St. Mary’s Dundalk Celebrate 150

St. Mary’s Dundalk Celebrate 150


St. Mary’s College, Dundalk, Ireland has been celebrating its sesquicentennial. One hundred and fifty years ago the Marists first opened the doors of the school in Dundalk with twenty six pupils enrolled. Today there are six hundred and forty three students and it is still going strong.

We began planning for the celebrations eighteen months beforehand. A committee of staff broke into groups with responsibility for the various aspects such as contacting past pupils and keeping the website updated, producing the commemorative magazine,  preparing for the special Masses of celebration, the dinner, the present pupils’ celebrations and the preparation of the school building itself. The school Chaplain, Rosie Reynolds, began collecting prayers for a special prayer book containing the work of students, staff and parents. We had monthly and eventually weekly meetings so we could monitor progress. We had great support from the Board of Management and the Parents’ Council.

It’s amazing to see how all that preparation paid off. The celebrations were a great success. The Prayer Book and the Magazine, the commemorative badges and pens, the dvds of the old photos and the centenary celebrations appeared on time and the school was looking its best or at least as well as a one hundred and fifty year old building can look!  September 17th 1861 was the day St. Mary’s College first opened its doors to the young men of Dundalk and beyond. We celebrated a century and a half of Marist education in Ireland in school on Friday, September 16th. Masses were concelebrated in the church by David Corrigan s.m., Regional Superior, and Jimmy McElroy s.m., Chaplain, for students and staff, with music by the recently-formed school choir. Each student received a special commemorative badge as well as a prayer book featuring  prayers composed by the school community, students, staff and parents. Due to the bad weather,  the new Marist flag could not be raised as planned on the day, but this was done the following  week. Many classes featured a quiz on the history of the Marists in Dundalk. (Who paid Lord Roden  for the playing fields? How many boarders slept in the present Staffroom?) The day  ended with refreshments in each classroom during last class and a homework-free weekend.







Saturday, October 15th was the day when the school threw open its doors and welcomed   back past-pupils old and young. Throughout the day, hundreds of former students revisited  their alma mater, remarking on the great changes in some areas and the complete familiarity of others. They came with groups of friends from their year, or on their own,  hoping to recognize schoolmates they might not have seen in decades. The archives of the school for each decade were on display in the Hall, with original roll-books, photographs,  journals and annuals from every period. It was also a chance to meet teachers again, or  even classmateswho had returned to teach in the school.  Many of the visitors took the opportunity of a guided tour of the building given by groups of  present pupils. Photographs showing the history of the school and generations of its pupils  were on display throughout the building. Many of the faces and places reminded the past- pupils of stories from their time in the Marist, some of them printable and some not...  Computers, projectors and interactive whiteboards were a sign of the great changes in  school facilities, but many still recognised classrooms and corridors from their schooldays –  one even found the place he’d carved his name many years ago. A unique aspect of the day  was the unveiling of a plaque to ‘Miss.’ Mary Macardle was a teacher in the Marist ‘prep  school’ whose former pupils from the 1940s, 1950s and 1960s remember her so fondly that  they decided to commemorate her with a plaque in her former classroom. The original  school bell had recently been unearthed and, after painstaking restoration work by Arthur Kerley, was unveiled and has taken its place in the school entrance hall, on a stand with the  names of the original 26 students from 1861 and of the 643 students currently in the  college.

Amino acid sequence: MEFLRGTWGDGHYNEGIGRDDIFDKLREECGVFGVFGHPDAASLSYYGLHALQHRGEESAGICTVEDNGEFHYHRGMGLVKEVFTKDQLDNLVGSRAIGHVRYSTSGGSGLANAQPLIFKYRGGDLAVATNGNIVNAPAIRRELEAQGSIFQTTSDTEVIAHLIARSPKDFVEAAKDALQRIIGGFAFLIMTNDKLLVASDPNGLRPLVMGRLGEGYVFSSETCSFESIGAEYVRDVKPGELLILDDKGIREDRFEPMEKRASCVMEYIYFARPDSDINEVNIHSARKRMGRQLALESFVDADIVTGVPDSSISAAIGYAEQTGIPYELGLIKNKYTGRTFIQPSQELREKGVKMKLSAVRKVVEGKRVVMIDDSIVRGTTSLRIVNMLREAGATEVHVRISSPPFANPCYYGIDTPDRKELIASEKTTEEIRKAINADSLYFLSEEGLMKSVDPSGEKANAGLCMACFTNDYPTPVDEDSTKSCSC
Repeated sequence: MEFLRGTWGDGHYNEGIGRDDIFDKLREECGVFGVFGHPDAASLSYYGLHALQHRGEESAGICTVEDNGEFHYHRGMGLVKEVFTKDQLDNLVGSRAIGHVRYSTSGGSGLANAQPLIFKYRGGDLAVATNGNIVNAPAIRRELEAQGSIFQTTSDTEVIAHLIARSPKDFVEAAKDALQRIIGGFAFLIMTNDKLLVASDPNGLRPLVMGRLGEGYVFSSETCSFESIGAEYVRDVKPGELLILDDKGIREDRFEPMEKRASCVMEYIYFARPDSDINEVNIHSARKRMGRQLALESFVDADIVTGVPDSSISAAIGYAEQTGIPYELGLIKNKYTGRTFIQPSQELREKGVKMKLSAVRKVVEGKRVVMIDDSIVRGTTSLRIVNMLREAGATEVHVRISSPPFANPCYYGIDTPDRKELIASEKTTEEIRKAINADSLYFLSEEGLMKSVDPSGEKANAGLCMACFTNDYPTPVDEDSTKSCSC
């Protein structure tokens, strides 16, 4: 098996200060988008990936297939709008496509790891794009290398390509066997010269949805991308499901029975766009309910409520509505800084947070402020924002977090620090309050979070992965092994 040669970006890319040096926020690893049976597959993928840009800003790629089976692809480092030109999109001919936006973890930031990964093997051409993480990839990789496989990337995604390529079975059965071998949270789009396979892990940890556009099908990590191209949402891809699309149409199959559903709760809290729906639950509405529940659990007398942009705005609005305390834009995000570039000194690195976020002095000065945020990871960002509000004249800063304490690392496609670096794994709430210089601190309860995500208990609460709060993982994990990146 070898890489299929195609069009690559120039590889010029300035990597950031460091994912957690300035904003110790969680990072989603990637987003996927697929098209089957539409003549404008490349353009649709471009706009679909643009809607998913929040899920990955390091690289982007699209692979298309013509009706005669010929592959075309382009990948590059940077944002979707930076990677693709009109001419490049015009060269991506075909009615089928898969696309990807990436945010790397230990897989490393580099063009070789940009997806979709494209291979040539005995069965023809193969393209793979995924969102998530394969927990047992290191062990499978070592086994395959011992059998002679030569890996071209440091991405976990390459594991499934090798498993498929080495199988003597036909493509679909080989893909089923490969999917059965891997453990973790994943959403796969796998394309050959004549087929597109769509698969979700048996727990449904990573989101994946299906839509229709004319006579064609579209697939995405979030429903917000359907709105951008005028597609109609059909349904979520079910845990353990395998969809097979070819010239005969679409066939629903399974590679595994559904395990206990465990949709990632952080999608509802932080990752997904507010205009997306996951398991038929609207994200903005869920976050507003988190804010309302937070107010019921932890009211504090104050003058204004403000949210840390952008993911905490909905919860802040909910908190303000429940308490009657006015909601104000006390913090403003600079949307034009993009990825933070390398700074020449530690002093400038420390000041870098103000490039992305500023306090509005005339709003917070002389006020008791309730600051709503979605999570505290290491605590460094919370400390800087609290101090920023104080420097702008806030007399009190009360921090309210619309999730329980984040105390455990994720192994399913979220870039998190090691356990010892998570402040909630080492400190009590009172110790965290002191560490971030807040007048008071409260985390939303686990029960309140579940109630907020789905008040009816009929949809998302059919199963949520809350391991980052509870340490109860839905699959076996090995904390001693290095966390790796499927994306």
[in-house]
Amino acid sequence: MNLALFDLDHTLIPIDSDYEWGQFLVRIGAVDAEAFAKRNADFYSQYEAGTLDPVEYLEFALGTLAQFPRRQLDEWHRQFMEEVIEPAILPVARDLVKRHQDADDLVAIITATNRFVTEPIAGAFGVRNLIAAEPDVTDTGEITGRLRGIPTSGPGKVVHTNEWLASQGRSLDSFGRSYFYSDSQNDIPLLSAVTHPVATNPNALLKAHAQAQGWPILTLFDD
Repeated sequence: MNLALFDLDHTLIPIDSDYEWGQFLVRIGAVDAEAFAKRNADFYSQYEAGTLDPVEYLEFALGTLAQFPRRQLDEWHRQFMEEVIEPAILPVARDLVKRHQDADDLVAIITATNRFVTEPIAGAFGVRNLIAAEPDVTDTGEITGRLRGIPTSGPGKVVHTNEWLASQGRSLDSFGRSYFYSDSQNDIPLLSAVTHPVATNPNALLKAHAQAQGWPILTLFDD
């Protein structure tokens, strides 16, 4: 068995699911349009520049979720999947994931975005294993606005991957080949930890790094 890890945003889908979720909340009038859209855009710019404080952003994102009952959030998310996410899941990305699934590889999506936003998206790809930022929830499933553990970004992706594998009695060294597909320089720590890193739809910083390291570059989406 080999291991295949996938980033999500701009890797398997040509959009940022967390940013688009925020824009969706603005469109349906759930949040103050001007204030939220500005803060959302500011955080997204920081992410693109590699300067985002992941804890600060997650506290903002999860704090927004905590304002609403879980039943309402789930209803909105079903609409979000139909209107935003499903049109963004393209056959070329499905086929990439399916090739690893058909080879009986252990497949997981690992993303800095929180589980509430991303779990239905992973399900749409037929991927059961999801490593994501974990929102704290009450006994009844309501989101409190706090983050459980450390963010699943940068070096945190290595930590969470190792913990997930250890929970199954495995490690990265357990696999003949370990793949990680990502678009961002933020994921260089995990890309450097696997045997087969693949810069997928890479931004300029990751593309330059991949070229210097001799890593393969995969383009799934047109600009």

Chief concelebrant of the Anniversary Mass was Cardinal Sean Brady, assisted by three past-pupils, Archbishop Adrian Smith s.m., New Zealand, Bishop Gerard Clifford and John Hannan s.m., Superior General, as well as a large number of Marist priests from Ireland and overseas. The French origins of the Marists were marked by the presence of Her Excellency Mme. Emmanuelle D’Achon, French Ambassador to Ireland. Cardinal Brady remarked that the Marists had left France to come to Dundalk shortly after the Great Famine when they were needed here, and he gave thanks for the huge contribution made by generations of Marist Fathers and teachers. Prayers were said in English, Irish and French by representatives of all members of the school community and music was by the school choir, conducted by Trevor Clarke, with soloist Nicola Mulligan, a past-pupil of the college. The psalm was sung by teacher Ms. Pippa Brady and the Gospel acclamation by student Andrew McKeown. There was a large attendance at the Celebration Dinner later that evening in Ballymascanlon House Hotel, which provided another opportunity for reminiscences and renewing old acquaintances. Apart from the large Irish contingent and two colleagues from a sister school in Germany, the two largest groups came from France and New Zealand. Since the Rugby World Cup final was still a week away, this posed no threat to harmonious relations, and the Ambassador’s diplomatic skills were not called upon.

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